Georgia Evans is part of the Student Success Series for Aunt Flow, where we shine the spotlight on student activists who are leading the menstrual movement by making menstrual products more accessible at their schools. Here's the scoop!
Haverford High School
Student Groups Involved in Launching the Menstrual Product Program:
Why is making period products accessible important to you?
We've all been in that situation where we went to the bathroom and unexpectedly got our periods. In that case, we're left with three options 1) awkwardly ask our teacher for a pass to the nurse 2) try to discretely grab a pad/tampon from our backpacks or 3) free bleed until the block ends. Which SUCKS. Period stigma is real - so many people don't feel comfortable talking about menstruation with their teachers or even friends. I have to say having multiple conversations with Mr. Donaghy (my principal) on the topic has helped me get over this a little, but it's not an additional pressure teens should face because of a natural bodily function. Really the machines are for three purposes: for an option when a student unexpected gets their period, for students who can't afford their own products, and to start conversations. We want people to talk about these machines and in turn, talk about their periods. Half the population of our school experiences it, the subject should not go unspoken.
What inspired you to advocate for menstrual products at your school?
At the end of last year we talked about ideas for the future. One of our club members, Libby Switzer, brought up how it's odd that the High School has no machines. Alana, Tommy, and I (the officers of Girl Up) over the summer decided we wanted to make getting these our first major focus for the year.
What was the process of launching Aunt Flow on your campus - from start to rollout or product?
Alana and I met with the administration to talk about the possibility of incorporating such machines. At first, they were receptive but didn't really want to have the products be free for fear that girls would shove them down the toilet, and just asked that Alana and I shop around for machines and bring back our results. A quick google search led me to a website for a company called Aunt Flow and I set up a phone call with one of their staff members, Danielle, which I took backstage in the auditorium one day after school. She was so helpful and one conversation with her made me determined to get these products for free - I realized no one would just have quarters on them if they suddenly got their period, making the purpose of the products being in the bathrooms obsolete. I made a presentation that I shared with the administrators before Alana and I's next meeting with them where they quickly agreed to contingent on Girl Up club members refilling the machines.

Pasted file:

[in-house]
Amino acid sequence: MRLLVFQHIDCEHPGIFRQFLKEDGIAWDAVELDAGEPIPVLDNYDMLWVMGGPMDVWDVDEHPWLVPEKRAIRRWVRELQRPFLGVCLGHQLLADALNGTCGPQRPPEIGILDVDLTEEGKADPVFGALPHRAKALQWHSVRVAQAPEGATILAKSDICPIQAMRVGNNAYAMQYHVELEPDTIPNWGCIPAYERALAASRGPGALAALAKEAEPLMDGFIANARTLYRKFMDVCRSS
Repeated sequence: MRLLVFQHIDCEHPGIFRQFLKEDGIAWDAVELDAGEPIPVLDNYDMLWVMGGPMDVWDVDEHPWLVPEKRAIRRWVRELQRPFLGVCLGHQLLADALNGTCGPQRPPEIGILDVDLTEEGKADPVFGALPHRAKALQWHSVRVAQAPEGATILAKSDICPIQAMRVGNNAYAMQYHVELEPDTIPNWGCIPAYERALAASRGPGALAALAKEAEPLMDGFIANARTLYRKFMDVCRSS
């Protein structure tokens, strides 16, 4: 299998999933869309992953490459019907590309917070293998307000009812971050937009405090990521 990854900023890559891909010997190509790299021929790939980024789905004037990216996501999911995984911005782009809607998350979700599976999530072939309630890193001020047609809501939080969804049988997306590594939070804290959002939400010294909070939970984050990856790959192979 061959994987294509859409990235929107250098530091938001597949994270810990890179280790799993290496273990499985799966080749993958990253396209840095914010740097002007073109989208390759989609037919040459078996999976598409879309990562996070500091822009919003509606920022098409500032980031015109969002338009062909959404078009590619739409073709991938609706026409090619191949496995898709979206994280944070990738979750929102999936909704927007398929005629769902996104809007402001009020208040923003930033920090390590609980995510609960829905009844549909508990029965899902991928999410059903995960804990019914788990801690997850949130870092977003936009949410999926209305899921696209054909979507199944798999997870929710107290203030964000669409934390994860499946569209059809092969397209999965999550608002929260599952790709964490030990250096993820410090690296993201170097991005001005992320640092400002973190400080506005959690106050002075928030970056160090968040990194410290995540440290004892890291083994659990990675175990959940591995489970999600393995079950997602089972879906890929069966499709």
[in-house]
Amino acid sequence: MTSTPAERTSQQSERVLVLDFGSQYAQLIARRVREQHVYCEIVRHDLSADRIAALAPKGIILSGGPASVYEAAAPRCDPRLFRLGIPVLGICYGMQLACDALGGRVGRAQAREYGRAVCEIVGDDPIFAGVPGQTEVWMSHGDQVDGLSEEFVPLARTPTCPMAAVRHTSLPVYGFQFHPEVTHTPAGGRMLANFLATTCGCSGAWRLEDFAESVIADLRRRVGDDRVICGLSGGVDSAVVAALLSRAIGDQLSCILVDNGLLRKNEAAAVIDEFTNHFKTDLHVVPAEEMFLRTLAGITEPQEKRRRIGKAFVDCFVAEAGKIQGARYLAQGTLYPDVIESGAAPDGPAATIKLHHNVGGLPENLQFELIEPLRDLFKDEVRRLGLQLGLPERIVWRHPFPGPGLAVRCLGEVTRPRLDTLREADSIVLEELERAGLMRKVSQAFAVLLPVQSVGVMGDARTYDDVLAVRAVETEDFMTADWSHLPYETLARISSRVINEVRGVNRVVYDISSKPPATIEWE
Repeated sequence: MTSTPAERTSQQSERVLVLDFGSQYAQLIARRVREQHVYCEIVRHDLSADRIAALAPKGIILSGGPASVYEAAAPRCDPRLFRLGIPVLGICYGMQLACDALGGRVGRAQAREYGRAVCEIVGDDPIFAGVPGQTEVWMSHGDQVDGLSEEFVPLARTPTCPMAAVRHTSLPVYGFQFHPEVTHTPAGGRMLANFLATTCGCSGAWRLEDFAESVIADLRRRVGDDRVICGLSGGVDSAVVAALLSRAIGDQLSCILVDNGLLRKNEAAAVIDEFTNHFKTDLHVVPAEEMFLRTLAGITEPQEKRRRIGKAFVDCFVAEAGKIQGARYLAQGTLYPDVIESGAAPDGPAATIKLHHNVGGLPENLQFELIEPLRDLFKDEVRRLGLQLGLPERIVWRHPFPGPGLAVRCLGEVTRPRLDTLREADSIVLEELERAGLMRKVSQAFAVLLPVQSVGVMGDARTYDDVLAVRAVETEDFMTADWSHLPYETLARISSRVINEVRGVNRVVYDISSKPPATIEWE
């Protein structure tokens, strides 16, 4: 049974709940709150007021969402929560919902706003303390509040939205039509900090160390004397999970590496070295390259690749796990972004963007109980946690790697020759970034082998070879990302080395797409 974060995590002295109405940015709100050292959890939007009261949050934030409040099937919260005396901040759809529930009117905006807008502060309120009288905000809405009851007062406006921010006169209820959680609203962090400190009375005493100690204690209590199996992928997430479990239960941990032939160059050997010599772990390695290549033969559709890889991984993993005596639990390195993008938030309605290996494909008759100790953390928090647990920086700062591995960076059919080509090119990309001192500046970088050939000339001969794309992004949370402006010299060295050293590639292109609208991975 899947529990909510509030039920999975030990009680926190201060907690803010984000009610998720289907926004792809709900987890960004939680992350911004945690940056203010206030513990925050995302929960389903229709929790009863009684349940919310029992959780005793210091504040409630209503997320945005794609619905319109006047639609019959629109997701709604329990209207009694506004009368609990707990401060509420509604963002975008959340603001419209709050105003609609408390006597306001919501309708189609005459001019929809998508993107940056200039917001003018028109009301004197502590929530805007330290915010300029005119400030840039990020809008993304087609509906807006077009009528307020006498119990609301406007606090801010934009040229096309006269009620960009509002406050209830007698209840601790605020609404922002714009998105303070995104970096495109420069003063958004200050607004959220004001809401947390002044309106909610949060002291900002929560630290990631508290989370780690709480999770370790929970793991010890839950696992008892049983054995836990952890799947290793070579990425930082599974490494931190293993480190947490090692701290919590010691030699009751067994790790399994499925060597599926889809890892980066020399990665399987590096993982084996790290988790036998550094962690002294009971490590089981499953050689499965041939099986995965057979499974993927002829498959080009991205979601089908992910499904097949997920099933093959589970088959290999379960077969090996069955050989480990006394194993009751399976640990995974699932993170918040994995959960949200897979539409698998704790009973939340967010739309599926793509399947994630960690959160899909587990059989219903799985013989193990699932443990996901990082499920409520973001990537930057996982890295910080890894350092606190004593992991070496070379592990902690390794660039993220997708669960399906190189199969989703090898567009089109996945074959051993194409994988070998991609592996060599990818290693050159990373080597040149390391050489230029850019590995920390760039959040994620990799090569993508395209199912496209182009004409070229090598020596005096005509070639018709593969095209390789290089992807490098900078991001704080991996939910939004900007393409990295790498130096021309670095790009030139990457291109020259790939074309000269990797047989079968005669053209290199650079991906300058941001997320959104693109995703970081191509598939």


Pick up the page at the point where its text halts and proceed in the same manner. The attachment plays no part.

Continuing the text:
How long did it take?
It took about a month and a half to meet with our administration and get the machines up and running.
What was the hardest part of launching the program at your school?
Our biggest challenge has been maintaining the machines after they were installed. We have had lots of complaints from janitors and we're working on ways we can combat the misuse of products in the bathrooms, like putting up signs detailing why the products were put up and possible consequences if they continued to be misused. (NOTE: Aunt Flow suggests the solution of the ESTROGEN DISPENSER, which reduces misuse through a mechanical delay)
Have you received feedback on the Aunt Flow program?
The feedback has been overwhelmingly positive! Students come up to me and Girl Up’s VP Alana all the time thanking us for putting in the products. Our biggest issue has been complaints from the janitors about girls wetting and throwing tampons onto the ceiling. We are currently working on signs which we hope will combat this issue.
What advice would you give to others who are working to advocate for Aunt Flow on their campus?
My advice to everyone trying to get these products into their school is to communicate with your administration to make sure you know when and how these machines are being installed. Ours were initially put in without screws which did not hold well. Also, understand that not everyone will respect these products as much as you do. We’ve had a couple of incidents of people opening up products and putting them back into the machines along with the products being on the ceiling sometimes. When they’re new they’ll go quickly because people are curious about them. Everything has a learning curve! I would also make sure you have an understanding that janitors will be stocking the machines because as of right now our club members are doing it which has been challenging.
By Ana Carolina Wong